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Table 1 Definitions and examples of intervention functions and sources of behaviour

From: Outcome Measures in Rheumatology - Interventions for medication Adherence (OMERACT-Adherence) Core Domain Set for Trials of Interventions for Medication Adherence in Rheumatology: 5 Phase Study Protocol

Intervention functions Definition Examples
Education Increasing understanding or knowledge Group patient education meetings
Persuasion Using communication to stimulate action or induce positive or negative feelings Using motivational interviewing to encourage medication adherence
Incentivisation Creating an expectation of reward Payment to complete computer-based interactive adherence programme
Coercion Creating an expectation of punishment or cost Punishment system for a child who does not take their medications
Training Teaching skills Self-management training
Restriction Using rules to decrease the opportunity to engage in the target behaviour Restricting biologic prescriptions to those with adequate adherence
Environmental restructuring Changing the social or physical context On-screen prompts to remind rheumatologist to address medication adherence with patients
Modelling Providing an example for people to imitate or aspire to Peer educators motivating other patients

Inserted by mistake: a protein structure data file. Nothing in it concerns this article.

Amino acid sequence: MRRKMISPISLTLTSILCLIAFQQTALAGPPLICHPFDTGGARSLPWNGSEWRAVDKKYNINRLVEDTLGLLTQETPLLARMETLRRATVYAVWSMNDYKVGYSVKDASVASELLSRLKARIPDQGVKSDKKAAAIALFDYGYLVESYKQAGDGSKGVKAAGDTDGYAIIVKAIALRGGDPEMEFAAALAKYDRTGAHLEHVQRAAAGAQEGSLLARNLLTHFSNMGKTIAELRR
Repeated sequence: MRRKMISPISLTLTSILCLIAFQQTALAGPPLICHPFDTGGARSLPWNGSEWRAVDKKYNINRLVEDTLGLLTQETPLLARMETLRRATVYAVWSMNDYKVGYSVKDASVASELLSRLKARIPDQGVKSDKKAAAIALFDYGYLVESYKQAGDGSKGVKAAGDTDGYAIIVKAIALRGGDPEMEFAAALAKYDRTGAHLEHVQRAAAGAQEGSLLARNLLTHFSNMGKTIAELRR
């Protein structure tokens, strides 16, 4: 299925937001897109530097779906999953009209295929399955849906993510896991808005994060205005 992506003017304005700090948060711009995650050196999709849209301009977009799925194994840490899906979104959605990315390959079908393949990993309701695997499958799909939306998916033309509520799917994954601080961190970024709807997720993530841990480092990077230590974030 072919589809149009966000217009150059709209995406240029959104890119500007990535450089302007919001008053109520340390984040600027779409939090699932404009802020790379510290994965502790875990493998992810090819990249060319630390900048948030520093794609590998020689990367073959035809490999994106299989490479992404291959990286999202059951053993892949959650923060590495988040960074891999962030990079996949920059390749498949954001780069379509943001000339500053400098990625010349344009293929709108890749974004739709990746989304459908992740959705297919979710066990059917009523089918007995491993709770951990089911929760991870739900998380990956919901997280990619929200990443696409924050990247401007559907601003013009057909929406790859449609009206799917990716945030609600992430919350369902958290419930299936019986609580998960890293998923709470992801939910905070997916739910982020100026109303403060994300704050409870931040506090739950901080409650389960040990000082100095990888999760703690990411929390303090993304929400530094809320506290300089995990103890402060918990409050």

Enablement Increasing means or reducing barriers to increase capability or opportunity (excluding education and training or environmental restructuring) Alarm device to remind patients to take medications
Controlled-release medications to reduce number or frequency of medications
Sources of behaviour
 Capability The individual’s psychological or physical capacity to engage in the behaviour Psychological capability (e.g. medication knowledge)
Physical capability (e.g. medication-taking skill)
 Opportunity Factors that lie outside the individual that prompt a behaviour or make it possible Physical opportunity (e.g. cost of medication)
Social opportunity (e.g. societal acceptance of medication taking)
 Motivation All the brain processes that energise and direct behaviour Reflective motivation (e.g. analytical decision-making)
Automatic motivation (e.g. immediate emotional response to medication taking)